Manual Setting of Parameters and Runs
In Version 1.0 any alterations to a situation such as changing parameter values and adding new species must be done manually by opening various windows and making changes. This can be laborious. Further, such temporary changes are lost if the reset button is used to, for example, restart the run.

This drawback is being addressed in Version 2.0 by the addition of a macro language for controlling runs. The macro language can be used to set parameter values and to repeat runs. This would clearly be very useful for setting up laboratories. Not only would it be convenient but it would also give the trainer more control over what goes on in the laboratory.

Simulation in Education
A product like EcoBeaker raises the vexed issue of the use of simulation in education. I agree, and so does the author, with those who say that computers are not a substitute for studying the real world. However, computers can be very good at teaching the theoretical aspects of subjects. As such they are just another medium of instruction.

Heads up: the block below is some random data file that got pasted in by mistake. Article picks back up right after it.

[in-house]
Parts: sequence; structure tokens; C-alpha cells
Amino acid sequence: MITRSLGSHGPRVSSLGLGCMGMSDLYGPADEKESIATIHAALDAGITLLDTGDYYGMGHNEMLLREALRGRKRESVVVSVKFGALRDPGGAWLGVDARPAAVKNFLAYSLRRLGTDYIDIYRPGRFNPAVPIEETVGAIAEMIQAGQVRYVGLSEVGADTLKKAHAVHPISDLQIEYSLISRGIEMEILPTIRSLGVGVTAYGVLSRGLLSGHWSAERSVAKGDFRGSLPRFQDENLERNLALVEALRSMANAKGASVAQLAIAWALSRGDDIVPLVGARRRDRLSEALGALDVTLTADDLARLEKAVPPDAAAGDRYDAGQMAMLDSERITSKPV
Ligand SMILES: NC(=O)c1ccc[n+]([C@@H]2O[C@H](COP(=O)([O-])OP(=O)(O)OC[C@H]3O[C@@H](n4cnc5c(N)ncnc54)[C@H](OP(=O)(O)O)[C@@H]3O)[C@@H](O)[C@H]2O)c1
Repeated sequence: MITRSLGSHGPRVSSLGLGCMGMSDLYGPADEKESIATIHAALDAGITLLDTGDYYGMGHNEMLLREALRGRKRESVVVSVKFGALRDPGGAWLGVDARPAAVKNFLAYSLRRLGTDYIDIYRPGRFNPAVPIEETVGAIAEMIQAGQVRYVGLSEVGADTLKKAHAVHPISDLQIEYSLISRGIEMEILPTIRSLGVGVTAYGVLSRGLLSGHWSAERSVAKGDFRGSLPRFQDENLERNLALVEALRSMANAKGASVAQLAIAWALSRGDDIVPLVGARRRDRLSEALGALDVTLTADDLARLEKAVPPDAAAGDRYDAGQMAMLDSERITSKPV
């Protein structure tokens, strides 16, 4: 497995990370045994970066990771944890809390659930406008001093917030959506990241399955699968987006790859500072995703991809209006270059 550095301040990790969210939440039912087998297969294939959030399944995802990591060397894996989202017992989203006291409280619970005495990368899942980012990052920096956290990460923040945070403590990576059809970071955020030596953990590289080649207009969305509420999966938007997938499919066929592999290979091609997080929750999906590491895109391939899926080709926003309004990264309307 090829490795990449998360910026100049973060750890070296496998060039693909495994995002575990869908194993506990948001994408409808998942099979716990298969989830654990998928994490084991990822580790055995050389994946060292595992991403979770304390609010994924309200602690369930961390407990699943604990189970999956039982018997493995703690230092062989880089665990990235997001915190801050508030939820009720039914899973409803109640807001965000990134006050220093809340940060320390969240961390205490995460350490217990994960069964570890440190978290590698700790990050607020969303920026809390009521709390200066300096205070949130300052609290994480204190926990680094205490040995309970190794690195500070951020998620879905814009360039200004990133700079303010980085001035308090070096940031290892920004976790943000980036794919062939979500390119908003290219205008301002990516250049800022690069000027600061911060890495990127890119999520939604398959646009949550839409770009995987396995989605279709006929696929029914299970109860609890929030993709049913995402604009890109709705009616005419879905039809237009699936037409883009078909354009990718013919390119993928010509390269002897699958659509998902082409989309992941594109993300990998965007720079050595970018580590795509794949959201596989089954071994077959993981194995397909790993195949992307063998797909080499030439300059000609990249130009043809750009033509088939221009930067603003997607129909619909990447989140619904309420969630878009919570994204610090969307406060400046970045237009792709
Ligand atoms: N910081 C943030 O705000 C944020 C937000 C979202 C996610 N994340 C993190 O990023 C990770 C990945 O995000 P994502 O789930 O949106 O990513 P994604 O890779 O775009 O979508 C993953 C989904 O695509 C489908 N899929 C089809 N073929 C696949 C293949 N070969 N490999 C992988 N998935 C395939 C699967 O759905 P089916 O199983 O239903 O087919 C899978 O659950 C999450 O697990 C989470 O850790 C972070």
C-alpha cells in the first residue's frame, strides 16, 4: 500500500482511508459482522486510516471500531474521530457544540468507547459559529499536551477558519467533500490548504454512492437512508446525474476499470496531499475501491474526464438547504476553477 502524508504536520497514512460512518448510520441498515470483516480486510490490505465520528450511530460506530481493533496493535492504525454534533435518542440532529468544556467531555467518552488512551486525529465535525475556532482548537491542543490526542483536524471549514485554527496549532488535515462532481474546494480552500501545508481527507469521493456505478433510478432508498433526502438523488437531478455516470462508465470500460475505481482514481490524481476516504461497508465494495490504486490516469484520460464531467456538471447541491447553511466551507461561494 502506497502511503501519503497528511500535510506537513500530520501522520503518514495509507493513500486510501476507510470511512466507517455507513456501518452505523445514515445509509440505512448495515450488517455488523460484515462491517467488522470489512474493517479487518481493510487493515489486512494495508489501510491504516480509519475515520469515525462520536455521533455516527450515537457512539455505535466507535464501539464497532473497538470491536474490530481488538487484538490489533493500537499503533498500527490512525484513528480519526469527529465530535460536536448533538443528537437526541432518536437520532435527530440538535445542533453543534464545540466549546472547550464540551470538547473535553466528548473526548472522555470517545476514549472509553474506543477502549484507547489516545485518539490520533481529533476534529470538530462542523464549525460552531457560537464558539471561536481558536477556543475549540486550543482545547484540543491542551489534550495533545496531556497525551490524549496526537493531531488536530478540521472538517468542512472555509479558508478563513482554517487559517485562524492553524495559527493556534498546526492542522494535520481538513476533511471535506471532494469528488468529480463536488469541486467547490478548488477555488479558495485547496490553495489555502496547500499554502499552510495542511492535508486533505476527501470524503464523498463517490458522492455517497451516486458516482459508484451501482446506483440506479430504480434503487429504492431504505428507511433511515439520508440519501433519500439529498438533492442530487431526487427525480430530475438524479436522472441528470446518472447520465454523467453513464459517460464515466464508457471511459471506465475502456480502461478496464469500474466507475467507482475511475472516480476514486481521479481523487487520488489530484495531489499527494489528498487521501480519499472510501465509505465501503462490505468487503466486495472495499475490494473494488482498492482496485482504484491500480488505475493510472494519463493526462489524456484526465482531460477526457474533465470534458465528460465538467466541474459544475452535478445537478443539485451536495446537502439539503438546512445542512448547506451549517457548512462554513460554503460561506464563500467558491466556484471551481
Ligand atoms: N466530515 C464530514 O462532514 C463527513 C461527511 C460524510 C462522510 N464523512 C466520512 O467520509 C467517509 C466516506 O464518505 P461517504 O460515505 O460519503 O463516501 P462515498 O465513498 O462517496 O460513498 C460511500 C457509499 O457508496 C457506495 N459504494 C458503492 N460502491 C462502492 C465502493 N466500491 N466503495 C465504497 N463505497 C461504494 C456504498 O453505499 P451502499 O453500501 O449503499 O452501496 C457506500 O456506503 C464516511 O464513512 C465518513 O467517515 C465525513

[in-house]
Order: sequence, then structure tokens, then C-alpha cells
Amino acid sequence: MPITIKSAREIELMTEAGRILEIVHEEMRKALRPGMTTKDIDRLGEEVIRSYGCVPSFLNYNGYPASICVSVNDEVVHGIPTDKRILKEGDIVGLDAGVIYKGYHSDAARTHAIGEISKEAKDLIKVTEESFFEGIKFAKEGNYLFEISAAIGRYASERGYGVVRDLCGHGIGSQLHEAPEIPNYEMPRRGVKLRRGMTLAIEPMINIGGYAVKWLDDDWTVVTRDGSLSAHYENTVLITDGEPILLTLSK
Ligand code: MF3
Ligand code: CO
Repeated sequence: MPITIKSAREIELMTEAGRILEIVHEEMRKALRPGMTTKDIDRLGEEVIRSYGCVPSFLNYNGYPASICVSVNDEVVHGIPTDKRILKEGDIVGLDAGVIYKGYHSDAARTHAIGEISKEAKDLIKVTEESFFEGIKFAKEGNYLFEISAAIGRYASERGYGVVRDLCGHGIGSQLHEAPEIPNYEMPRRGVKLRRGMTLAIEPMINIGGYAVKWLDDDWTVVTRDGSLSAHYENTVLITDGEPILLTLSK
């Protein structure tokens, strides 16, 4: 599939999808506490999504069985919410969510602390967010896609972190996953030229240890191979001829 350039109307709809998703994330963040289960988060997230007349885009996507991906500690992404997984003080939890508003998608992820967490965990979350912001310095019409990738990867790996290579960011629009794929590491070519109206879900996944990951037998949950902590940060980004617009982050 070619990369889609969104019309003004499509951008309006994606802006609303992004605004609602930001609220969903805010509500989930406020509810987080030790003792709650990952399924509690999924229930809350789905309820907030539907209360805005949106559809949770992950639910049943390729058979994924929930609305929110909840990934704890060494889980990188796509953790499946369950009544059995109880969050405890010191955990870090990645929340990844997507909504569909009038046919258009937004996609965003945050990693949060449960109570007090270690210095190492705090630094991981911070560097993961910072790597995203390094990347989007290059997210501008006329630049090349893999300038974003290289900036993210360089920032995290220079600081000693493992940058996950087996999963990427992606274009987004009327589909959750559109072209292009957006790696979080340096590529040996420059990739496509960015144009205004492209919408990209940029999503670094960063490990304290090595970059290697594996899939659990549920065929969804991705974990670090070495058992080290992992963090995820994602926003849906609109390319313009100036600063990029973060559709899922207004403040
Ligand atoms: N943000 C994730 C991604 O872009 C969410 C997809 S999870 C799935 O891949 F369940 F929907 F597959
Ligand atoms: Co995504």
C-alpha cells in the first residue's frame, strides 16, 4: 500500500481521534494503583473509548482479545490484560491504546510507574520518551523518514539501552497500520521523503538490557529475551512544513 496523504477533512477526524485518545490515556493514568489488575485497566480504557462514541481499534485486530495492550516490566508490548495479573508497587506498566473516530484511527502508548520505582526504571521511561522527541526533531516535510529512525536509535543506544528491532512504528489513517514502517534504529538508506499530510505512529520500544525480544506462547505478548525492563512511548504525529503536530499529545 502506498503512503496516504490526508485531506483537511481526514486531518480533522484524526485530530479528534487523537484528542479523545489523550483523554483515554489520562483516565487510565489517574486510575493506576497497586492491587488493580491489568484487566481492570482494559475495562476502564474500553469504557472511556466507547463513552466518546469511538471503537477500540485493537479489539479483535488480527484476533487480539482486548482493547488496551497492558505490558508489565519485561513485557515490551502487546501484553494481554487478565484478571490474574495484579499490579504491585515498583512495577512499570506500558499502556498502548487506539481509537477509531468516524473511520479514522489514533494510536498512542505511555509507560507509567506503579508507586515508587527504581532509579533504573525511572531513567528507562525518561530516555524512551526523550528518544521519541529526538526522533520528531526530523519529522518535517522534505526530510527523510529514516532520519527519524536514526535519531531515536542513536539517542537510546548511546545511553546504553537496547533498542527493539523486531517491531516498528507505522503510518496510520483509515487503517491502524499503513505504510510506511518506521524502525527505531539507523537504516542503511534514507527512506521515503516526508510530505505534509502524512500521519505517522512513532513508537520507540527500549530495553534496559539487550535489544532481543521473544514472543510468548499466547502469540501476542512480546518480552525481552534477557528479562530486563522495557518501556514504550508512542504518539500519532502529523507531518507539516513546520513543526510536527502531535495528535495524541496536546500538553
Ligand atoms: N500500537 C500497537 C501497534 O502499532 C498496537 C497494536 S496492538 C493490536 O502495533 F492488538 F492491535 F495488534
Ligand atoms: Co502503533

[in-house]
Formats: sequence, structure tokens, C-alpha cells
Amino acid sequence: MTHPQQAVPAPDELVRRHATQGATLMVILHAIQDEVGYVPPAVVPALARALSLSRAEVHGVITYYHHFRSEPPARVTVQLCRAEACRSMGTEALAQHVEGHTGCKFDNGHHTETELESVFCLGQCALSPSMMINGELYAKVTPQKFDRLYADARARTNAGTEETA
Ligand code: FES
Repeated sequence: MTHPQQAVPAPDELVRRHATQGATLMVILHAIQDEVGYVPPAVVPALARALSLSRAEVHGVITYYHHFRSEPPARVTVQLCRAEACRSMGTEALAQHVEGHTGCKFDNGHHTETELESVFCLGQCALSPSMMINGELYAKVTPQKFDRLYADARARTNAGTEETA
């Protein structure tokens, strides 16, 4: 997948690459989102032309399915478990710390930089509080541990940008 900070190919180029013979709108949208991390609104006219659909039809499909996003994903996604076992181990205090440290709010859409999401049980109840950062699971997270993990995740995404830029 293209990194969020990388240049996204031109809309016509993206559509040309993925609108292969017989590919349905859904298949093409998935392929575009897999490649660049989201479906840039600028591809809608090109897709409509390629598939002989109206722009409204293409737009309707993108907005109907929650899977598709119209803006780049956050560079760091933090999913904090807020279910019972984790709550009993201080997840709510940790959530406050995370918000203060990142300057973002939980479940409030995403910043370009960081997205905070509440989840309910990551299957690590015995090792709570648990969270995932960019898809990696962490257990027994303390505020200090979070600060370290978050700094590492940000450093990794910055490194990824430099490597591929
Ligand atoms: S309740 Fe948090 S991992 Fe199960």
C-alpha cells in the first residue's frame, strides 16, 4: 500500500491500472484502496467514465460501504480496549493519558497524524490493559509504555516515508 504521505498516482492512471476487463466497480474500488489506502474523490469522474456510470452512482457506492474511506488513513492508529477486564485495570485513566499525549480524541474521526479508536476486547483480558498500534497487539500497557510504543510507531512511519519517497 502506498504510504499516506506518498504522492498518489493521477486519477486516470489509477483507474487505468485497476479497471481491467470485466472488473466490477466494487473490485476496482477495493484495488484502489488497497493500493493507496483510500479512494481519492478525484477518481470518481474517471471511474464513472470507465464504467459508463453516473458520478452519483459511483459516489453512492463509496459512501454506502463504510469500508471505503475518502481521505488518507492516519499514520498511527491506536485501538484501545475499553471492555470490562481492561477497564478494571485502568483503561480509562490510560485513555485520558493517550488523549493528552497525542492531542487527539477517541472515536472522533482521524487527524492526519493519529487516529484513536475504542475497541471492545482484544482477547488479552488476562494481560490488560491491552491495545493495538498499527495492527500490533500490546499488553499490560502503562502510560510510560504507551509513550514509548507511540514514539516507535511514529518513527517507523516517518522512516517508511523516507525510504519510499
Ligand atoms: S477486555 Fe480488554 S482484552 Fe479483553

I think EcoBeaker is very good. It is a cleverly constructed piece of software which is easy and fun to use and very instructive. It is flexible and extensible and comes provided with a variety of scenarios for examining aspects of ecological theory and practice. The documentation is well-written and very readable. There are clear instructions for all the laboratories and a thorough user manual for the software itself. EcoBeaker is designed for use in a computer laboratory. Given a laptop (Macintosh only until Version 2 arrives) connected to a projector, it could also be very useful in the lecture theatre.
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UniServe Science News Volume 7 July 1997